D’Angelo Sings “Really Love”

D'Angelo_-_Black_Messiah_Album_CoverListen to this track by returning neo-soul new hope and R&B auteur D’Angelo, also crediting the band who appear on the record, The Vanguard. It’s “Really Love”, a single as taken from 2014’s Black Messiah. The record was certainly a long time coming, following up 2000’s critically-acclaimed Voodoo.

The song is a reflection of the rest of the album in that it is a densely layered work that seems to draw together multiple threads of musical tradition, from jazz to soul, funk and rock music. It’s marked by the influentces of Parliament Funkadelic, Prince, Riot-era Sly & the Family Stone, and What’s Going On-era Marvin Gaye, all while avoiding crude imitation at the same time.

“Densely layered” seems to be the sonic manifesto that drove the making of the album, which may explain why it took so long to create. Apart from songwriter and singer D’Angelo, the record is replete with contributions from Questlove of The Roots, solo artist and former Tribe Called Quest founder Q-Tip, and legendary sessioners Pino Pallidino on bass and drummer James Gadson. Work on the album stretched from 2000 and into the end of last year. That’s a long gestation period that even Axl Rose would be proud of! Yet, even though the record took a long time to craft, it’s release date was rushed at the end for reasons of social significance, and not necessarily for capturing a commercial wave.

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Grandaddy Play “Miner At The Dial-A-View”

The Sophtware Slump GrandaddyListen to this track by spacey Modesto California indie rock conceptualists Grandaddy. It’s “Miner At The Dial-A-View”, the next-to-last track on what is considered by many to be their best record; The Sophtware Slump, released in 2000.

This song is a part of a loose concept about technology, connection, and the space between them. That was a pretty top of mind theme during the era out of which this song and the album off of which it comes was released. Sitting at the edge of a new century after a decade when the Internet and its influence on commerce, leisure, and communication was soaked into the cultural landscape, the connections with technology and with each other as a result had come out of the pages of science fiction, and into real life.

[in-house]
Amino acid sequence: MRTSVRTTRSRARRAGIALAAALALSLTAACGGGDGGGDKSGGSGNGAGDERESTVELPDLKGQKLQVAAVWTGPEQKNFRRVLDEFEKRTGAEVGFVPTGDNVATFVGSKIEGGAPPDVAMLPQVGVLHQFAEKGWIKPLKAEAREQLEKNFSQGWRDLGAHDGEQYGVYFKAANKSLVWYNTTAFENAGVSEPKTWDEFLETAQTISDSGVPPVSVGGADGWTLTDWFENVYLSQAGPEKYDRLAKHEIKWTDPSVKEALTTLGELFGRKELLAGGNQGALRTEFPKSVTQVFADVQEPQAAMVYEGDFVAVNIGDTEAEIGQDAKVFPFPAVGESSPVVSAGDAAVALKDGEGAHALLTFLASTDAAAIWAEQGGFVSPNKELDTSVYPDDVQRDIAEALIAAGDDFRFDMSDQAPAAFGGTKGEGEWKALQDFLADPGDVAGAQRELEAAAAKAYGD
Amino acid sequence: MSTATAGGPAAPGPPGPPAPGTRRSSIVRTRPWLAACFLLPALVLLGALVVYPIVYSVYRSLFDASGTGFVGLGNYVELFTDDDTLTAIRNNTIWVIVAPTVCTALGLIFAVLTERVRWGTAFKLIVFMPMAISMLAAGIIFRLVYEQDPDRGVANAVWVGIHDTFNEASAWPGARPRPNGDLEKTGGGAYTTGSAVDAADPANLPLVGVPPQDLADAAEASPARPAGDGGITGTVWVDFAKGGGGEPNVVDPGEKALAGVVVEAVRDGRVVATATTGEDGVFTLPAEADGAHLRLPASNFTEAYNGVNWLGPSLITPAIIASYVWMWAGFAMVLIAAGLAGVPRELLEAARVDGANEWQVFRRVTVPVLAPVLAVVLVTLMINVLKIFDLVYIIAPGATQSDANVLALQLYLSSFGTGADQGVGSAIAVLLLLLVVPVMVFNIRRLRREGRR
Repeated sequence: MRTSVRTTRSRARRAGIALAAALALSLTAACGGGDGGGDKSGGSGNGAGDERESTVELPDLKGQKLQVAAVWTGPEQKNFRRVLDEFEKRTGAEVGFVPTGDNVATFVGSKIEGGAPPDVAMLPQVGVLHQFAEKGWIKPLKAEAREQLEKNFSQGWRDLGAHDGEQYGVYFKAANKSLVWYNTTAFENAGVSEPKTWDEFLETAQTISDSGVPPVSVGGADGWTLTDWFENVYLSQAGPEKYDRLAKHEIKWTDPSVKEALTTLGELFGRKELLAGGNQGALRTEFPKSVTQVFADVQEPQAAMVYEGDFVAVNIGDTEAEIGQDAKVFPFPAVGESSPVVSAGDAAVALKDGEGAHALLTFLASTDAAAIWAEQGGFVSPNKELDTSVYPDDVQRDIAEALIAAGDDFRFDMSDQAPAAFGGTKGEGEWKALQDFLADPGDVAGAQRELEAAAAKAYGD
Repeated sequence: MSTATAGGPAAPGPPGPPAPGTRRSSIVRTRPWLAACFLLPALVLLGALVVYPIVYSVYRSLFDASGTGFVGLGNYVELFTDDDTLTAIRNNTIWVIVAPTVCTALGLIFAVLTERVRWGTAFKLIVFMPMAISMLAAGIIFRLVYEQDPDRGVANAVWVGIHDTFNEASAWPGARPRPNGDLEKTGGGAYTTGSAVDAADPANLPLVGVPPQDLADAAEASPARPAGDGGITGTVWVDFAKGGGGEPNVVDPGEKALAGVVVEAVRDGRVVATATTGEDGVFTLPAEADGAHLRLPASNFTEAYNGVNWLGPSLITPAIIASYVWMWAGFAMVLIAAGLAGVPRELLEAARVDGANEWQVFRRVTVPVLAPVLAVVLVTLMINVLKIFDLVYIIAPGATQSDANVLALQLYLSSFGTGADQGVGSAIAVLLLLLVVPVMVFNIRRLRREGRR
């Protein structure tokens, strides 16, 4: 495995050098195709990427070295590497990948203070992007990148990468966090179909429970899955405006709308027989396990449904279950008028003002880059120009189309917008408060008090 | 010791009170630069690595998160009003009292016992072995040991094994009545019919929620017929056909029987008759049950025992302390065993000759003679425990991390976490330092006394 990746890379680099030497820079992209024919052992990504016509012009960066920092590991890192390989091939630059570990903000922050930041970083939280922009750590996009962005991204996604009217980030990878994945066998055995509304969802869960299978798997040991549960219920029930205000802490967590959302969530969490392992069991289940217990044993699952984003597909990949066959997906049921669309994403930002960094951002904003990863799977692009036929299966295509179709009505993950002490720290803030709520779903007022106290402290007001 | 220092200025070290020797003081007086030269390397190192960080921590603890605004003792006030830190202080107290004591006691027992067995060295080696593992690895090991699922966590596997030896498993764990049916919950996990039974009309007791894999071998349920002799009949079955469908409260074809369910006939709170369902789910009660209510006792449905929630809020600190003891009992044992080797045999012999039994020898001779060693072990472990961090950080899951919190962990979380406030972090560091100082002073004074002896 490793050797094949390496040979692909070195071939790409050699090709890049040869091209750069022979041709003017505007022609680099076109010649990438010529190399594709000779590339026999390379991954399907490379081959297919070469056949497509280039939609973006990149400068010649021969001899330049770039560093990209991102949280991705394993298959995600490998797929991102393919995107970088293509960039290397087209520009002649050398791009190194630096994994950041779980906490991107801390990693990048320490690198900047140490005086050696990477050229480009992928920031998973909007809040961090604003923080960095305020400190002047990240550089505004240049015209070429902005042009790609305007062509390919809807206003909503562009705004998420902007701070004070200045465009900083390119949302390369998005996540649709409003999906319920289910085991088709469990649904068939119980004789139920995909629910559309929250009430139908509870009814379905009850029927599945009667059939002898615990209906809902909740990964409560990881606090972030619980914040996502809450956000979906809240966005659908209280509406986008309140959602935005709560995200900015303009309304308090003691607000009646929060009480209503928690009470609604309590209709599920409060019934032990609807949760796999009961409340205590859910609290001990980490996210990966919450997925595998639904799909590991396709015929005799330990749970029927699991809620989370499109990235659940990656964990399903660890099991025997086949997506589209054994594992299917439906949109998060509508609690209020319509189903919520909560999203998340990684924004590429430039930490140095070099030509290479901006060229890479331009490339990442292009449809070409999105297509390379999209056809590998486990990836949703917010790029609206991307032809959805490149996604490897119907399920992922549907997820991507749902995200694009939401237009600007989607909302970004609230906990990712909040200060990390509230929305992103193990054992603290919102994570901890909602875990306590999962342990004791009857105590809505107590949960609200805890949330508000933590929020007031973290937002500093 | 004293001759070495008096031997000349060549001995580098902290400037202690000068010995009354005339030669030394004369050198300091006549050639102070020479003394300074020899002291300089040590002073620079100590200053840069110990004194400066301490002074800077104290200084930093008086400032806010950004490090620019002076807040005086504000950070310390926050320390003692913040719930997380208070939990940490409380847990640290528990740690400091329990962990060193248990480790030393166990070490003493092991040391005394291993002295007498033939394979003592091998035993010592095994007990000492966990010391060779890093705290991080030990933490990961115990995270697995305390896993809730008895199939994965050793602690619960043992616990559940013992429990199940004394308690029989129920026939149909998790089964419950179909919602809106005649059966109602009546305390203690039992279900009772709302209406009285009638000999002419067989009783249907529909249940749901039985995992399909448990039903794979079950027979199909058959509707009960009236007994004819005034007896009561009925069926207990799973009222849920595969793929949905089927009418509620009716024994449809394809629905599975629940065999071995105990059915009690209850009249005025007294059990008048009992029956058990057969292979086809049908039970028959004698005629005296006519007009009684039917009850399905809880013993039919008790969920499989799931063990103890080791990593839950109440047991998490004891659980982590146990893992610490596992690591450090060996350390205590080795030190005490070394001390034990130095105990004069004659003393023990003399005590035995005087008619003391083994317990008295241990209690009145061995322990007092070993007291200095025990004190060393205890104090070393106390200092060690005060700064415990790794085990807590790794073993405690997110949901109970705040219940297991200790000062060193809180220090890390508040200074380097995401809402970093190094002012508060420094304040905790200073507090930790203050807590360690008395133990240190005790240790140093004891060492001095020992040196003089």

There was lots to explore when it came to confronting that, and in making sense out of the coming future. There was certainly no turning back from the ride that technology was taking us on. We’re still on that ride today.

In the light of this, what is the “Dial-A-View” as described in this song? And how does it connect with that greater theme of technology and connection? Read more

King Crimson Plays “In The Court Of The Crimson King”

King Crimson In The Court of the Crimson KingListen to this track by primo-prog pioneers and art rock template setters King Crimson. It’s “In The Court Of The Crimson King”, the title track from their 1969 debut record In The Court of the Crimson King. That record set the standard of approach to expansive musical ambition when it came to making rock records, later to be recognized as one of the primary albums that “built prog rock”.

Indeed, this band established the idea of creating artistic statements in the rock vein while avoiding established American R&B influences, and turning to classical and other European ingredients instead. Rather than coming from the gospel churches of the American south, this music is more aligned with the liturgical grandness of the Church of England. This record is where it all began where prog rock is concerned.

This was the first incarnation of the band; Robert Fripp on guitar, Greg Lake singing and playing bass, Michael Giles on drums and percussion, and Ian McDonald on multiple instruments, including the mellotron. It’s this last texture which is so important on this song, giving it an eerily orchestral, and portentous atmosphere.

I think it serves not only as an aural element that would go on to define a genre. But, it also serves the narrative as written by lyricist Pete Sinfield, which is one that matches the mythical with the political.

In the light of that, who is the Crimson King anyway?

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Men Without Hats Play “Pop Goes The World”

Men Without Hats Pop Goes The WorldListen to this track by Montreal new wavers and safety-dancing pop music purveyors Men Without Hats. It’s “Pop Goes The World”, the title track to their 1987 record of the same name. The record was a hit in Canada, even if everywhere else in the world they would remain to be known as one-hit wonders with 1982’s “Safety Dance”.

Even if their fame was only defined by a certain range by 1987, principles Ivan and Stefan Doroschuk still had something to say about the nature of fame , particularly when it came to the music industry. After all, as most musicians do, they spent their energy pursuing it.